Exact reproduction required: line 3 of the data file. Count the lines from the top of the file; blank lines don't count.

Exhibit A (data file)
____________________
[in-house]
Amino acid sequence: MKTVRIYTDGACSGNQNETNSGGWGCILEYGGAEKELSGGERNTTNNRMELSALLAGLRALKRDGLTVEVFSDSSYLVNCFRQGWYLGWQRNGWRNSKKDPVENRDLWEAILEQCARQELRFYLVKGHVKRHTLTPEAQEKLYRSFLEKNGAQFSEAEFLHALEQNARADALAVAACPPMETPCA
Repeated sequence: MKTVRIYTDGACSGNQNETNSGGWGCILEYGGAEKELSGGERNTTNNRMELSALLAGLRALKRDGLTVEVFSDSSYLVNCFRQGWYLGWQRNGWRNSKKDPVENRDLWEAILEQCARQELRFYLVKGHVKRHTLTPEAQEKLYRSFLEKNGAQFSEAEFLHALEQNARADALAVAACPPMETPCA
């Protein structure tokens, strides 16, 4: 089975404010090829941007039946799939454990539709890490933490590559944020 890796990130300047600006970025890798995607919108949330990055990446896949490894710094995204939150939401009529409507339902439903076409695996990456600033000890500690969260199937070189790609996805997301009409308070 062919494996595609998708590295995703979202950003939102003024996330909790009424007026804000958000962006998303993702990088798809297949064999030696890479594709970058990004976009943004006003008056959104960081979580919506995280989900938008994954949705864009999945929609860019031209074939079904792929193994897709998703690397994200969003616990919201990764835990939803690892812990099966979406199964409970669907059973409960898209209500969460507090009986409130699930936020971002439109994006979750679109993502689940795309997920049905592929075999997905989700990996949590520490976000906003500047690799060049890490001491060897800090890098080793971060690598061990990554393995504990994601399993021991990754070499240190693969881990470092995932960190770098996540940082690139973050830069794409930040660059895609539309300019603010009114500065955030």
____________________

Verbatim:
Repeated sequence: MKTVRIYTDGACSGNQNETNSGGWGCILEYGGAEKELSGGERNTTNNRMELSALLAGLRALKRDGLTVEVFSDSSYLVNCFRQGWYLGWQRNGWRNSKKDPVENRDLWEAILEQCARQELRFYLVKGHVKRHTLTPEAQEKLYRSFLEKNGAQFSEAEFLHALEQNARADALAVAACPPMETPCA